Separation of powers and legislative organization : the President, the Senate, and political parties in the making of House rules / Gisela Sin, University of Illinois, Urbana-Champaign.
New York, NY : Cambridge University Press, 2015.
xvii, 193 pages : illustrations ; 24 cm
Formatted Contents Note
A constitutional perspective on House organization Constitutional actors and intraparty groups A constitutional theory of legislative organization Timing of House organizational changes The Senate and White House shadows : centralization and decentralization of the rules of the US House, 1879-2013 New rules for an old Speaker : revisiting the 1910 revolt against Speaker Cannon Conclusion Appendix A. Constitutional actors, partisanship, and House majority party factions Appendix B. Theoretical proof Appendix C. List of changes in the rules and procedures of the House Appendix D. Universe of rules and procedures Appendix E. Coding of William H. Taft and Calvin Coolidge presidencies Appendix F. Directionality of rules and procedures Appendix G. Senate's ideal point.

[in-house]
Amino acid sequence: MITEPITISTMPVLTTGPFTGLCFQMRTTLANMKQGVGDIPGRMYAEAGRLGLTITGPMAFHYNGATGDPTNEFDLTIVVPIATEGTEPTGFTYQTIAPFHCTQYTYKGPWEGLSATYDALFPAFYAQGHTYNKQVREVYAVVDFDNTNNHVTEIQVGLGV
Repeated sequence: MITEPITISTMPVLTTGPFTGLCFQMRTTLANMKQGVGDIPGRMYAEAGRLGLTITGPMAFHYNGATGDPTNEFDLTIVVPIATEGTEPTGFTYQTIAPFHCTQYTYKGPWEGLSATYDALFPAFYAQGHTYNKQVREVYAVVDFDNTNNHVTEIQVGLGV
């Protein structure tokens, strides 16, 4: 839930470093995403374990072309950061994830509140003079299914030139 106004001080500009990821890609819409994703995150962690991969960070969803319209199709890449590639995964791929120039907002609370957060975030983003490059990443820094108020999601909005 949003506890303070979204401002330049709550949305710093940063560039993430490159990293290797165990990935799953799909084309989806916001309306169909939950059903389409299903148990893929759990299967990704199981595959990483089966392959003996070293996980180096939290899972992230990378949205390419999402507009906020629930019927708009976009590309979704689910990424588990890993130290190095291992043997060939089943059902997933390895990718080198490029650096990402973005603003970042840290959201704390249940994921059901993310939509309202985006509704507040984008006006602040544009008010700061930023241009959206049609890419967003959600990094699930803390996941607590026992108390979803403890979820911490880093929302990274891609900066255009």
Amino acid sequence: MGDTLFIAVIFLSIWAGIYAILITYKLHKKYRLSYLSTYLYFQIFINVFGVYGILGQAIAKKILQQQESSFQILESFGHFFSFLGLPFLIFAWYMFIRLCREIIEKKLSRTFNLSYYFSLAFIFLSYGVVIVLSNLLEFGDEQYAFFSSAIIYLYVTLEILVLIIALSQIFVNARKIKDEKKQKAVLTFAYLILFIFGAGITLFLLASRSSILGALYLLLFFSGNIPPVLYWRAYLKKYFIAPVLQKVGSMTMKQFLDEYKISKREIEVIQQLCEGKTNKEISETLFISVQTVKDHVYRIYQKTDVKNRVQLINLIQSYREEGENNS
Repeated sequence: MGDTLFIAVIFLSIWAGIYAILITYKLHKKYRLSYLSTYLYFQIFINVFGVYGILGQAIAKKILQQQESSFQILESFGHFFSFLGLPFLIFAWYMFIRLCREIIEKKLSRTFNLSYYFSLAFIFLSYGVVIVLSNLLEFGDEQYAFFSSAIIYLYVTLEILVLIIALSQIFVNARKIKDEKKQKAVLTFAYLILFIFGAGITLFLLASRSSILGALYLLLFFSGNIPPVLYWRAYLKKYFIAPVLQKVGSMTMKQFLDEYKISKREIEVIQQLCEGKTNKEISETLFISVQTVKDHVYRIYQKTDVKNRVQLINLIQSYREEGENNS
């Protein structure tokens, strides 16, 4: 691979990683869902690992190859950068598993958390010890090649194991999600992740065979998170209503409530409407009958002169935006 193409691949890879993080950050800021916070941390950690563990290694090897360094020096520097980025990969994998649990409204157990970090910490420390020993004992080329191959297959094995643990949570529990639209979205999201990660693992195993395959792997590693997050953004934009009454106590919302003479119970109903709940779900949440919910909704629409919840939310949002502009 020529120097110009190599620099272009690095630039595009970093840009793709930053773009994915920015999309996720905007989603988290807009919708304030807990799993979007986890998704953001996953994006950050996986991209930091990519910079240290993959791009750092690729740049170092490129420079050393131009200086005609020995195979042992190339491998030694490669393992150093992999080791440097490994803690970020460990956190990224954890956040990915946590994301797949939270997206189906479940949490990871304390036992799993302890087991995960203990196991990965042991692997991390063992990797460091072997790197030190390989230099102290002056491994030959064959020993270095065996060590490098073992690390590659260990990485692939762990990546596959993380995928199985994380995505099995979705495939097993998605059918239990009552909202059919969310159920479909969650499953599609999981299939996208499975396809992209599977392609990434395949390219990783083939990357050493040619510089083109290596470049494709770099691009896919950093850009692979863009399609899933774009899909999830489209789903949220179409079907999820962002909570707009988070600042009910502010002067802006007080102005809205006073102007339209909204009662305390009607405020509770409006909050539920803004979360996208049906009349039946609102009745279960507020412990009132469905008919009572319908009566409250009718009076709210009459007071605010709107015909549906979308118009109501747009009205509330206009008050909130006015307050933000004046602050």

"This book examines how the constitutional requirements of the lawmaking process, combined with the factional divisions within parties, affect U.S. representatives' decisions about how to distribute power among themselves. The incorporation of the presidential, senatorial, and House factions in the analysis of House rule making marks an important departure from previous theories, which analyze the House as an institution that makes laws in isolation. This book argues that, by constitutional design, the success of the House in passing legislation is highly contingent on the actions of the Senate and the president; and therefore, also by constitutional design, House members must anticipate such actions when they design their rules. An examination of major rule changes from 1879 to 2013 finds that changes in the preferences of constitutional actors outside the House, as well as the political alignment of these political actors vis-a-vis House factions, are crucial for predicting the timing and directionality of rule changes"-- Provided by publisher.
Bibliography, etc. Note
Includes bibliographical references (pages 177-190) and index.